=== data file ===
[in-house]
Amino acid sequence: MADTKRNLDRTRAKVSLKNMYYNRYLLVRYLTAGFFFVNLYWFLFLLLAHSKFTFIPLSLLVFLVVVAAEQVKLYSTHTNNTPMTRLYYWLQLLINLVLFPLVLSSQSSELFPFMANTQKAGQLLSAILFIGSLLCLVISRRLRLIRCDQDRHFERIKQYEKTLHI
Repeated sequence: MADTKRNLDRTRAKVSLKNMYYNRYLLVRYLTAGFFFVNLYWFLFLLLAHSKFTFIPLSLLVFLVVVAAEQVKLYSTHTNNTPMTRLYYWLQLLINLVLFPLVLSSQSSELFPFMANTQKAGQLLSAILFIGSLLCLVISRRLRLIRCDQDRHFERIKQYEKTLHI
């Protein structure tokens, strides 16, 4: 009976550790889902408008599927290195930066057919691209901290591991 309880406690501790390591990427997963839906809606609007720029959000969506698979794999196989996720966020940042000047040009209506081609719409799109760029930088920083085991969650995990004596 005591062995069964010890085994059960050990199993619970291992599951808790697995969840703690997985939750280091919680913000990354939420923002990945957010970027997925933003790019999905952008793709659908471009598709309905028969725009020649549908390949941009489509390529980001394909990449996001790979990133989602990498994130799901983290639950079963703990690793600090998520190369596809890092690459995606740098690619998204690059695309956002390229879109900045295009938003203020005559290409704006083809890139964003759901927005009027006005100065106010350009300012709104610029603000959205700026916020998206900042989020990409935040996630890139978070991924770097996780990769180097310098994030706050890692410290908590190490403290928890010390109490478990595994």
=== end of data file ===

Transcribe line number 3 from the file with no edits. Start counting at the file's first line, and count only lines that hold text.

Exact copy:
Repeated sequence: MADTKRNLDRTRAKVSLKNMYYNRYLLVRYLTAGFFFVNLYWFLFLLLAHSKFTFIPLSLLVFLVVVAAEQVKLYSTHTNNTPMTRLYYWLQLLINLVLFPLVLSSQSSELFPFMANTQKAGQLLSAILFIGSLLCLVISRRLRLIRCDQDRHFERIKQYEKTLHI